PRICE: $15.50
IN STOCK
01
OMG
02 :19
02 05 :02
03 05 :27
04 04 :47
05 02 :40
06 03 :51
07 06 :00
08 04 :31
09 04 :32
10 04 :24
11 04 :02
ARTIST
TITLE
Dear Stranger
FORMAT
LP

LABEL
CATALOG #
KK 072LP KK 072LP
GENRE
RELEASE DATE
8/6/2013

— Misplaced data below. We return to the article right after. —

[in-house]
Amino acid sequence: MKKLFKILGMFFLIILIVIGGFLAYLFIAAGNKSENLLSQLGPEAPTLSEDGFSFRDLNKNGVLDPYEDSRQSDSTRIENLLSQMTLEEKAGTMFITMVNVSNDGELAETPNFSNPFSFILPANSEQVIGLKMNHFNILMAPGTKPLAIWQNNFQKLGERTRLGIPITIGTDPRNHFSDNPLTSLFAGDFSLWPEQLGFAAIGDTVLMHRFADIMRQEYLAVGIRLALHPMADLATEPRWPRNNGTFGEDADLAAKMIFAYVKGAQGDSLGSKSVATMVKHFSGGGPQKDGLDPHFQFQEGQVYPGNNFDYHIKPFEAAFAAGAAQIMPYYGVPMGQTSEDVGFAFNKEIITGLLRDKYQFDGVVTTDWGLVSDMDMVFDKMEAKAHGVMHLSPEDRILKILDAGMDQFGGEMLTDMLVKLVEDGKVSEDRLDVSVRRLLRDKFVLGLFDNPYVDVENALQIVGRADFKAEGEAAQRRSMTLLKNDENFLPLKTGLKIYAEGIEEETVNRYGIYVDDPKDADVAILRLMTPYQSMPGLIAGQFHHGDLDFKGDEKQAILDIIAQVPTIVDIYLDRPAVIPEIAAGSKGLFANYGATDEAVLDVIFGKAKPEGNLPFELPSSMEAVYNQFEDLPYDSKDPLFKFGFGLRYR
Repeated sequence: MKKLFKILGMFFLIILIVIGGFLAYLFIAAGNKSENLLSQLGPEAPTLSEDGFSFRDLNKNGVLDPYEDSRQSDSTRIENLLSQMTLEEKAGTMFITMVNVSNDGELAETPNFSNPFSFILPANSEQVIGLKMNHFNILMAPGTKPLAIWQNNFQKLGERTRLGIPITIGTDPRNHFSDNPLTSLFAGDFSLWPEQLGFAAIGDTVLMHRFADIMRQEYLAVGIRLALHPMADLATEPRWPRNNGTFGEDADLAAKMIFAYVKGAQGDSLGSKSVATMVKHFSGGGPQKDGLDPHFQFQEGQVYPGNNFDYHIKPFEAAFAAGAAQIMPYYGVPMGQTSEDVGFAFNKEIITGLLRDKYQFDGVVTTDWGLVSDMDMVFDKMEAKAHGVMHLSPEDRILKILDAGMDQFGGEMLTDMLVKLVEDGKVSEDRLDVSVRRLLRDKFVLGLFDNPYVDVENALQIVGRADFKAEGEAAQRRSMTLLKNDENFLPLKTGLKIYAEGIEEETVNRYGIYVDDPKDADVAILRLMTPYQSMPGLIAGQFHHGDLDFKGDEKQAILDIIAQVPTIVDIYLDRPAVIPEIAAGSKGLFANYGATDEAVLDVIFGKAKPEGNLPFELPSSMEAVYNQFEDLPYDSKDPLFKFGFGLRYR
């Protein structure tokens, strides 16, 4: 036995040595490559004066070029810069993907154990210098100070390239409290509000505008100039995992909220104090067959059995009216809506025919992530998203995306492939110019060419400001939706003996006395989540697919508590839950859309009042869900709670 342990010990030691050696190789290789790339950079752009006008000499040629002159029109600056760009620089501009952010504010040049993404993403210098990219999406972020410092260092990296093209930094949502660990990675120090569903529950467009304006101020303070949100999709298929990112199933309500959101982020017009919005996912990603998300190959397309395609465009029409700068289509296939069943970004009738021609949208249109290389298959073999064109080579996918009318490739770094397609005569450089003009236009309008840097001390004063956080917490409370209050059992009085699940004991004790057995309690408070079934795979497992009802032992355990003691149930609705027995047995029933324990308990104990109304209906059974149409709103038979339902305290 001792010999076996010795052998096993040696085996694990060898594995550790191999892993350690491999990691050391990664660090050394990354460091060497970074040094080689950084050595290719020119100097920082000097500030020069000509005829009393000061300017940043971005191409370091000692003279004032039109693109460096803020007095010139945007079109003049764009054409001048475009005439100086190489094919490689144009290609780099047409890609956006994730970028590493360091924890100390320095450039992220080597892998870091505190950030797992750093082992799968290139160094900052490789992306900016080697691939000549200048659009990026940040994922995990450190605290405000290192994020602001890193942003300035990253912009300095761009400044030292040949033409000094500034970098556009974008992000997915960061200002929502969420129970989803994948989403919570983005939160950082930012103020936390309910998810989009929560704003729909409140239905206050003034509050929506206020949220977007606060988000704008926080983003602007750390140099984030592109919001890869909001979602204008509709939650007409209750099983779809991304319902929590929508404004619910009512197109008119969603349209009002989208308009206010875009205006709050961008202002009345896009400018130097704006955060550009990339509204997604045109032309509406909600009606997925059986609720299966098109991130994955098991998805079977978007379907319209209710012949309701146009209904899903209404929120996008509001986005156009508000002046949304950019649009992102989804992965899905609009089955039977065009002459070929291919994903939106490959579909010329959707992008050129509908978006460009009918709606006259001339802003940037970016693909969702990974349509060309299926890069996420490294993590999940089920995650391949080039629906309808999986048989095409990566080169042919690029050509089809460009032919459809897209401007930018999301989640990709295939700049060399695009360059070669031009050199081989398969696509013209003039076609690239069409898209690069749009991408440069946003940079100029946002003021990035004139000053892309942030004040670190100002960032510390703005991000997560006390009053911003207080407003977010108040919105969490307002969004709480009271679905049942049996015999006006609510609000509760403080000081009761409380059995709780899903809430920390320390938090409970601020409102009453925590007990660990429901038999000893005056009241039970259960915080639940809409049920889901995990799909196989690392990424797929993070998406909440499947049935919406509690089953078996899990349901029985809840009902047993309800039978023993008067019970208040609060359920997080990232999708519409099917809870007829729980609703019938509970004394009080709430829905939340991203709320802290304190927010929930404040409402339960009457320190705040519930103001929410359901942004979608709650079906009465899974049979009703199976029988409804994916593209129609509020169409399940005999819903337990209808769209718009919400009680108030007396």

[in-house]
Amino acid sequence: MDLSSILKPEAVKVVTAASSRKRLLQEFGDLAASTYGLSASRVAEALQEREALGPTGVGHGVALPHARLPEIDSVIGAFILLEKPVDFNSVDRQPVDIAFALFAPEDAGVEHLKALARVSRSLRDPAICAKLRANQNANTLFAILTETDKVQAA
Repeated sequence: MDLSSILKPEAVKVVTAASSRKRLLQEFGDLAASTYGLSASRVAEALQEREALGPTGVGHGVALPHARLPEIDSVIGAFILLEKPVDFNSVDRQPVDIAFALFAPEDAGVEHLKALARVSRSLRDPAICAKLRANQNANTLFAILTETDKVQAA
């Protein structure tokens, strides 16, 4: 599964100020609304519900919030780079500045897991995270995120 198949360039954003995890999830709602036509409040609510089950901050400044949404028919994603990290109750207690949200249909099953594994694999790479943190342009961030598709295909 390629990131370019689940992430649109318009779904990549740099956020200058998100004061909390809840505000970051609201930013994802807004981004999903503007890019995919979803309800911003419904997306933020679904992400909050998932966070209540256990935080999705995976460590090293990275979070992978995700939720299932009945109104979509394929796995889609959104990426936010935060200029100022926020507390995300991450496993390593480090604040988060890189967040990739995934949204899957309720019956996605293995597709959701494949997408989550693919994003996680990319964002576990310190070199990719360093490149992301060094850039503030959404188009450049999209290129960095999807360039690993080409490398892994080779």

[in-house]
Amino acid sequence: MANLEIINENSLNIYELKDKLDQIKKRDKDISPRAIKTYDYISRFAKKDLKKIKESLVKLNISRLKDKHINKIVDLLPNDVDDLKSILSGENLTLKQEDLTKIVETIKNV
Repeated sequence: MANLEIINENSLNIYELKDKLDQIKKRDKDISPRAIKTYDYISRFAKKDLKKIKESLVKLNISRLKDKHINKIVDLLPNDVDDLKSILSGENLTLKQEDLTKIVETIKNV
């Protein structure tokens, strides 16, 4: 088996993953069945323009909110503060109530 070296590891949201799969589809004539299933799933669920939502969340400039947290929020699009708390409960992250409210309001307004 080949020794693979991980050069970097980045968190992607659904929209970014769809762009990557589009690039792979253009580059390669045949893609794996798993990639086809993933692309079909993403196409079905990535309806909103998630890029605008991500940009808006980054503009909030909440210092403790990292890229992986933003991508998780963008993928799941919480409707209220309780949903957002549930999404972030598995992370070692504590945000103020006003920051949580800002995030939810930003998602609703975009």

LP version with download code. Dear Stranger is the fourth full-length album by TG Mauss following his previous two albums Mechanical Eye (QS 165CD) and Gravity Will Keep Us All Together (QS 165CD) on the Belgian label Quatermass. The man from Düsseldorf also known as Torsten Mauss has been releasing records as TG Mauss since 2005, before which he put out several EPs under his early Twig moniker. This truly incomparable album opens with the unexpected combination of vocoder and what sounds like bag pipes on "OMG." "Tuesday" is a song which fuses atmospheric pop, noise drones and arpeggiated synths. "Welcome" conveys elements of post-rock, not least of all in the distinctive drumming sound. Besides his TG Mauss solo endeavors, Mauss also plays keyboards in the Sølyst project together with Thomas Klein, the drummer from Kreidler. This live drumming sound is also the driving force on "Ghosts," a downbeat ballad slightly reminiscent of Tarwater in its delicate vocal style and percussive element. The instrumental interlude "I'm a Child" is a pleasant foray into experimentalism and despite the title, proves with the use of ambient drones TG Mauss has a very high level of musical maturity. "Don't Argue" picks up the tempo again and its clear from the meticulous electronic production and driving rhythm why Mauss was selected to remix the likes of Roman and Hauschka, among others. The title-track of the album exchanges the electric guitar for an acoustic six-string, giving the song "Dear Stranger" a distinctly folk feel; this gently meandering drift even features the delightful sound of a recorder. "Sun King" is of course not a cover of the Lennon-McCartney composition from Abbey Road; rather, it bears that TG Mauss signature sound that by now everyone is familiar with. The penultimate tune "Dark" is actually light in timbre and mood -- the meditative loop purveys an anthemic majesty. Dear Stranger draws to a modest close with "Circle Lane," a delightful song rounded off with pizzicato plucked chords and some lovely lazy slide guitar. Dear Stranger is musically diverse enough to appeal to fans of electronica and post-rock as well as to singer-songwriting and folk-rock. The album revokes the old saying about not speaking to strangers; one listen to TG Mauss and you will want to get to know him better.